Thursday, January 4, 2018

John Guzlowski ~ presents ~ Little Schoolboys

 TITLE: Little Schoolboys
RELEASE DATE: June 30, 2017
AUTHOR: John Guzlowski
CATEGORIES: Historical/Thriller/Suspense
ISBN: 978-1544887913
IMPRINT: White Stag

KEYWORDS: pedophilia, Chicago, detectives, kidnapping, drugs, catholic priests, murder

Two Chicago detectives are called in by a nun to deal with a pedophile priest who is apparently sexually abusing altar boys.

The novel is set in the late psychedelic 1960s in Chicago. Two Chicago detectives are called in by a nun to deal with a pedophile priest who is apparently sexually abusing altar boys. Shortly afterward, the nun is found dead in her convent. The two detectives are attempting to deal with both the pedophilia and the murder, but the lead detective is distracted by the disappearance of his daughter who may have been kidnapped by drug dealers.

Born in a refugee camp after World War II, John Guzlowski came with his family to the United States as a Displaced Person in 1951.  His parents had been Polish slave laborers in Nazi Germany.   Growing up in the immigrant and refugee neighborhoods around Humboldt Park in Chicago, he met hardware store clerks with Auschwitz tattoos on their wrists, Polish cavalry officers who still mourned for their dead comrades, and women who had walked from Siberia to Iran to escape the Russians.  His poetry, fiction, and essays try to remember them and their voices.

His poems also remember his parents, who survived their slave labor experiences in Nazi Germany. A number of these poems appear in his books Language of Mules, Lightning and Ashes (Steel Toe Books), and Third Winter of War: Buchenwald (Finishing Line Press). 

Nobel Laureate Czeslaw Milosz, reviewing the Polish translation of Language of Mules, for the journal Tygodnik Powszechny, said, “This volume astonished me.”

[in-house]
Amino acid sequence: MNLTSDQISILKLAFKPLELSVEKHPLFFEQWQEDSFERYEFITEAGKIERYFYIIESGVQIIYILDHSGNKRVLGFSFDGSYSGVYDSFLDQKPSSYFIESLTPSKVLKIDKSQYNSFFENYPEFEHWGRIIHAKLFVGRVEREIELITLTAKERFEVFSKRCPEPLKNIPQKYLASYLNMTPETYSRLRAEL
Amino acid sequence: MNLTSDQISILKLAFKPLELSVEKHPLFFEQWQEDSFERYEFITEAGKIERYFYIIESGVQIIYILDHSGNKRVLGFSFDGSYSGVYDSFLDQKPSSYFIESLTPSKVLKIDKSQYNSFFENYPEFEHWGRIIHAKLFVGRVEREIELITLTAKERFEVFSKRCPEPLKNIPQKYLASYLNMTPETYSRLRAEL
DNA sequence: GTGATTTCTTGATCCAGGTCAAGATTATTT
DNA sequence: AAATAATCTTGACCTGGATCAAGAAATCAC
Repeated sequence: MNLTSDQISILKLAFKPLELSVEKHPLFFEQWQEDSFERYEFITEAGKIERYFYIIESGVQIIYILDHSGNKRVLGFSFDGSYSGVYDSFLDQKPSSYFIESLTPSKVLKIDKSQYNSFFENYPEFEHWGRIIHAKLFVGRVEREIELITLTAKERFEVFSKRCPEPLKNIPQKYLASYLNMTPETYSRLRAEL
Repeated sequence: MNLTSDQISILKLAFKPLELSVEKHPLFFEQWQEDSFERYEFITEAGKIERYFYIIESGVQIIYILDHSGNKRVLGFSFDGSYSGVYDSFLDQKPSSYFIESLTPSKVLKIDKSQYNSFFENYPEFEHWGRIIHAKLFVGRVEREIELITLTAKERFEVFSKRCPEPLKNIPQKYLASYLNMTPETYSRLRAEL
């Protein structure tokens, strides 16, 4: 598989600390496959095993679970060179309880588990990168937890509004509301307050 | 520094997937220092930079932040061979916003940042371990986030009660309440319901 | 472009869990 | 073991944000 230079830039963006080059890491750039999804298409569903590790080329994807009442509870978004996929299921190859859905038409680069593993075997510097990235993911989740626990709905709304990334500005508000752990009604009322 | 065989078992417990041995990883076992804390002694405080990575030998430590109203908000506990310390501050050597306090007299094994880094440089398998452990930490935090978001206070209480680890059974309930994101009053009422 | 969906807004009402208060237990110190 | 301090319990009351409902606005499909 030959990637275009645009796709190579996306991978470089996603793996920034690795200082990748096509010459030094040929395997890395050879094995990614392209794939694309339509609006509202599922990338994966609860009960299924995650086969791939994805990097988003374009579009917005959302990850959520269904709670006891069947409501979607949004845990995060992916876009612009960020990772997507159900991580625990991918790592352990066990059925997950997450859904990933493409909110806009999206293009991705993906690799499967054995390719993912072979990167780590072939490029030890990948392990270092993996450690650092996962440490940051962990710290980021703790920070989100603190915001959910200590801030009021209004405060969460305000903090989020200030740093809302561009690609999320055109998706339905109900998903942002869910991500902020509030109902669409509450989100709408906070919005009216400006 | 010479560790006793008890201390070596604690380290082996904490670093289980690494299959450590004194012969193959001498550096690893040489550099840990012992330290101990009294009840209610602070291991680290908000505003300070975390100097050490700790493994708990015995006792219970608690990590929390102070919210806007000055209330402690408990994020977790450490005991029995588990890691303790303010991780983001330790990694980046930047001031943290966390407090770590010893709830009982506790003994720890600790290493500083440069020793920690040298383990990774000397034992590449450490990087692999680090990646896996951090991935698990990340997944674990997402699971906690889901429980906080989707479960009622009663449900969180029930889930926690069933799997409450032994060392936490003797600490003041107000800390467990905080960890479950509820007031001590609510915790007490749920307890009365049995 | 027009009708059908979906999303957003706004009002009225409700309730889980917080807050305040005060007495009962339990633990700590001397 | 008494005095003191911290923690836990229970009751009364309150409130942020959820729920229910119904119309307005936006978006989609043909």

A Professor Emeritus at Eastern Illinois University, John Guzlowski currently lives in Danville, Virginia, where he recently completed a novel about the German soldiers who murdered his mother’s family during the Second World War.  The novel, Road of Bone, is available from Cervena Barva Press and Amazon.

Garrison Keillor read Guzlowski’s poem “What My Father Believed” on his program, The Writers Almanac.

Guzlowski’s other poems and stories have appeared in such national journals as North American Review, Ontario Review, Rattle, Chattahoochee Review, Atlanta Review, Nimrod, Crab Orchard Review, Marge, Poetry East, Vocabula Review and in the anthology Blood to Remember: American Poets on the Holocaust.   He was the featured poet in the 2007 edition of Spoon River Poetry Review. 

Dr. Guzlowski’s critical essays on contemporary American, Polish, and Jewish authors can be the found in such journals as Modern Fiction Studies, Polish Review, Shofar, Polish American Studies, Critique: Studies in Contemporary Fiction, and Studies in Jewish American Literature.

Guzlowski has done presentations about his parents and their experiences at the Polish Embassy in Washington, DC, Yale University, Georgetown Univ., The Polish Museum of America, The Polish Mission at Orchard Lake, Michigan, the American Univ., and various other universities and colleges here and abroad.  A video of his presentation at St. Francis College is available at:

His awards include Polish American Historical Association Creative Arts Award, American Council for Polish Culture’s Cultural Achievement Award, and the Illinois Arts Council’s $7500 Award for Poetry.  He has also been short-listed for the Bakeless Award and Eric Hoeffer Award, and nominated for the Pulitzer Prize and four Pushcart Prizes.




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